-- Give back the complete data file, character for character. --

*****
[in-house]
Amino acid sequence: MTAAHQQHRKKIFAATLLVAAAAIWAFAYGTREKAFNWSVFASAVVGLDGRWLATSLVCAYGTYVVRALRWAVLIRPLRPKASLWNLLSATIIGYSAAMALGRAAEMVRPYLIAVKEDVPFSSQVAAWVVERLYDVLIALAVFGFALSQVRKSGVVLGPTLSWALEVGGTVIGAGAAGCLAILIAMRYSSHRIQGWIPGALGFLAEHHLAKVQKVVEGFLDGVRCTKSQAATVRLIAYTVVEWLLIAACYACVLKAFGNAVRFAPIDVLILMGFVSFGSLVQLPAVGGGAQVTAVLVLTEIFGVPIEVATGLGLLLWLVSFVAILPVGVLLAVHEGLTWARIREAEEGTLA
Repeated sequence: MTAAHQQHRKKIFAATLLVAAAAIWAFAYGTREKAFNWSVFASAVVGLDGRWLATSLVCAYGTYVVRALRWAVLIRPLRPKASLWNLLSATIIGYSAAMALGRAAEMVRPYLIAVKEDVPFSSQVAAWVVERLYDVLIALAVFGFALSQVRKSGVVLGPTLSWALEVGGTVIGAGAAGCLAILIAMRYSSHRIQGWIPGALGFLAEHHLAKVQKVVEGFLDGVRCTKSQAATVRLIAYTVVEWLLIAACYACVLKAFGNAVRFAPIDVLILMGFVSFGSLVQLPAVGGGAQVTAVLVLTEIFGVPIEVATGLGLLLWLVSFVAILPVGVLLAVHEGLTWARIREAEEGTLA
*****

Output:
[in-house]
Amino acid sequence: MTAAHQQHRKKIFAATLLVAAAAIWAFAYGTREKAFNWSVFASAVVGLDGRWLATSLVCAYGTYVVRALRWAVLIRPLRPKASLWNLLSATIIGYSAAMALGRAAEMVRPYLIAVKEDVPFSSQVAAWVVERLYDVLIALAVFGFALSQVRKSGVVLGPTLSWALEVGGTVIGAGAAGCLAILIAMRYSSHRIQGWIPGALGFLAEHHLAKVQKVVEGFLDGVRCTKSQAATVRLIAYTVVEWLLIAACYACVLKAFGNAVRFAPIDVLILMGFVSFGSLVQLPAVGGGAQVTAVLVLTEIFGVPIEVATGLGLLLWLVSFVAILPVGVLLAVHEGLTWARIREAEEGTLA
Repeated sequence: MTAAHQQHRKKIFAATLLVAAAAIWAFAYGTREKAFNWSVFASAVVGLDGRWLATSLVCAYGTYVVRALRWAVLIRPLRPKASLWNLLSATIIGYSAAMALGRAAEMVRPYLIAVKEDVPFSSQVAAWVVERLYDVLIALAVFGFALSQVRKSGVVLGPTLSWALEVGGTVIGAGAAGCLAILIAMRYSSHRIQGWIPGALGFLAEHHLAKVQKVVEGFLDGVRCTKSQAATVRLIAYTVVEWLLIAACYACVLKAFGNAVRFAPIDVLILMGFVSFGSLVQLPAVGGGAQVTAVLVLTEIFGVPIEVATGLGLLLWLVSFVAILPVGVLLAVHEGLTWARIREAEEGTLA